Student wisdom

CSUS administrators insist that students are their first priority, but those working two jobs don’t buy it

Noemi Beas, a working CSUS student, sinks deeper into debt while she tries to get the classes she needs to graduate.

Noemi Beas, a working CSUS student, sinks deeper into debt while she tries to get the classes she needs to graduate.

SN&R Photo By Larry Dalton

CSUS administrators say that seniors reported working for pay off campus an average of six to 15 hours per week. In spring of 2007, about 1,200 students are working on campus up to 20 hours per week.

For the CSUS College of Social Sciences and Interdisciplinary Studies, the student-faculty ratio in lower-division courses was 35:1 in fall 2003, but had risen to 43:1 by fall 2005.

Noemi Beas is a fourth-year senior at CSU Sacramento, but she won’t be graduating this May. Instead, Beas will keep going to school and working two jobs, nearly 40 hours a week, to make ends meet. She’ll finally graduate with a bachelor’s degree in sociology in spring 2008. By then, Beas’ student debt will be between $15,000 and $20,000.

Beas knows where she stands on the Faculty Senate’s ongoing vote on a no-confidence referendum against CSUS President Alexander Gonzalez. If passed, the referendum will set forth a set of actions the President must take to restore faculty confidence.

“President Gonzalez is more concerned with the image of the CSUS for people outside the campus,” Beas said. “But it is also important to take care of the students and faculty on the campus.”

“I am committed to the mission of the University and to invigorating this campus,” Gonzalez wrote in an April 10 open letter to the “campus community” in response to the referendum. “We can become a premier institution known for strong academic programs. But we need to find a way to work together positively and proactively to create a comprehensive, high-quality university experience for our students.”

While CSUS faculty and administrators spar over what it means to improve the university experience for students, the students themselves have their own ideas.

Jesus Andrade, president of the Associated Students Inc. and a philosophy major graduating in May, said that he thinks the faculty should have a large voice in academics, because that’s their area of expertise.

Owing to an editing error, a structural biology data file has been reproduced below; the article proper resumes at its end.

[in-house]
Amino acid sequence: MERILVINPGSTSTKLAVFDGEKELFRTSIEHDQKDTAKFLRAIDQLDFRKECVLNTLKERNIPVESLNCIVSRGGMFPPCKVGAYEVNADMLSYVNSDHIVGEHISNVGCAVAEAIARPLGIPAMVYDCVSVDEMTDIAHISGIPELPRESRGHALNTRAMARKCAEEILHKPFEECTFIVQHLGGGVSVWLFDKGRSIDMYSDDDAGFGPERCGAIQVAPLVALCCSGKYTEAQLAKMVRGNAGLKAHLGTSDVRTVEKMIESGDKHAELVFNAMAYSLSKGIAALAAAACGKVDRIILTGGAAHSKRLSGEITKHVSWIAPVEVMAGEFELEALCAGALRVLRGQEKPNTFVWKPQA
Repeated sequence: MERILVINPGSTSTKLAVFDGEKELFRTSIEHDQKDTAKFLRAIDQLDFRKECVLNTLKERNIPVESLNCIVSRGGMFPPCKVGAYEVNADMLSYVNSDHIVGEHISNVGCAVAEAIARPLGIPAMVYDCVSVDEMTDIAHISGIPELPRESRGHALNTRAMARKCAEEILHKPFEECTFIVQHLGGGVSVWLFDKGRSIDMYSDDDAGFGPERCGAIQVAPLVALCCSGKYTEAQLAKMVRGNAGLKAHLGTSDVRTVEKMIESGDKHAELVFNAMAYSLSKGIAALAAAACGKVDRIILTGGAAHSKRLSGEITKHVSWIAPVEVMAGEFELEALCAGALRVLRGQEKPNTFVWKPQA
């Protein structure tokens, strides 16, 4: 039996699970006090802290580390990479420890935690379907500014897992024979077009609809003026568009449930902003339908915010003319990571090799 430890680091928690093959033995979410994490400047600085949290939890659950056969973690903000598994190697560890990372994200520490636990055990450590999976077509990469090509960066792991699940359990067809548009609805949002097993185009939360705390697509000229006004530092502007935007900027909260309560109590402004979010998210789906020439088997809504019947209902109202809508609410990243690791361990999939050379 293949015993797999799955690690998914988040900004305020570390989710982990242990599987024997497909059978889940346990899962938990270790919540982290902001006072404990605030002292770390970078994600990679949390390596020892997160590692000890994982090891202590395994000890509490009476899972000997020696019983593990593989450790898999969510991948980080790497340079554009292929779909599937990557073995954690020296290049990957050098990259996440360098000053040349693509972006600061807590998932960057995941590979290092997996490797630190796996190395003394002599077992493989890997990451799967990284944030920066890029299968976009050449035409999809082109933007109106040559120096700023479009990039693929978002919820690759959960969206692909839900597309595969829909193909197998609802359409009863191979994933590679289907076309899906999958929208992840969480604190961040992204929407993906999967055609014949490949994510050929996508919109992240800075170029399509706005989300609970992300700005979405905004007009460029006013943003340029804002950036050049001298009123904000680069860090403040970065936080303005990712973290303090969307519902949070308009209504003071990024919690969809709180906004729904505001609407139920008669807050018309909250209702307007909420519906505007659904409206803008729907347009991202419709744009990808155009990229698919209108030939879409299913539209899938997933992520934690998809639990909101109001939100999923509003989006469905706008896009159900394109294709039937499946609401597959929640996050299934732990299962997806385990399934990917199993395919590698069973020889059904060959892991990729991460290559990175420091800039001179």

“They are the major players in students’ classroom needs on a daily basis.”

But Andrade also thinks the wheels of Gonzalez’s Destination 2010—a bold plan to expand CSUS with a new athletic and amusement complex, plus commercial and residential structures—are already in motion. Opposing it is a little like protesting against gravity. Andrade sees how the plans could increase student involvement in campus life. But the current referendum proves that some faculty disagree passionately with Gonzalez’s priorities: “The preeminent force that attracts students, retains students, supports students to graduate, and ensures that their lives are enriched by their education is the quality of the instructional program of the University, and not the signage, branding, nickname, radio and print advertisements, recreational facilities, and visibility of the University in the local media, which appear to be the hallmarks of President Gonzalez’ administration.”

Meanwhile, Andrade says that CSUS students grab him in the University Union and his office to discuss other challenges: difficulties enrolling in required classes, increasing student debt, finding too few of the classes they need and finding too many students in the classes they get. As a result, students such as Beas, who are working long hours to cover their living costs, are sinking deeper into debt to finance extra years of tuition. Beas also misses out on classes only offered during her working hours. That’s one of the reasons she had to postpone graduation, she said.

Mallory Fites is president of the Campus Progressive Alliance, a group of 25 students advocating for the no-confidence vote against Gonzalez. A junior majoring in journalism, she has another set of priorities. She wants to see the university boost funding for transit. A greater number of buses, she said, would lower the number of cars in the congested parking lots.

And other students want to see more support for the school’s Multi-Cultural Center, housed in the Women’s Resource Center. The MCC has been without a permanent director for the past two years.

With help from former CSUS student Akilah Hatchett, current owner of Kinks International in Midtown, the MCC opened over a decade ago to combat campus racism and sexism. If Gonzalez is such a fan of extracurricular activities, students wonder, why hasn’t the university hired a full time director for the center?

CSUS students in Coalition for Cultural Opportunities in Leadership and Overall Retention of Students, or C-COLORS, which formed last September, want to see more outreach to non-white students.

Students can’t vote for or against the faculty referendum, but they expect to be struggling to improve their own campus experiences long past April 27, when the faculty vote closes.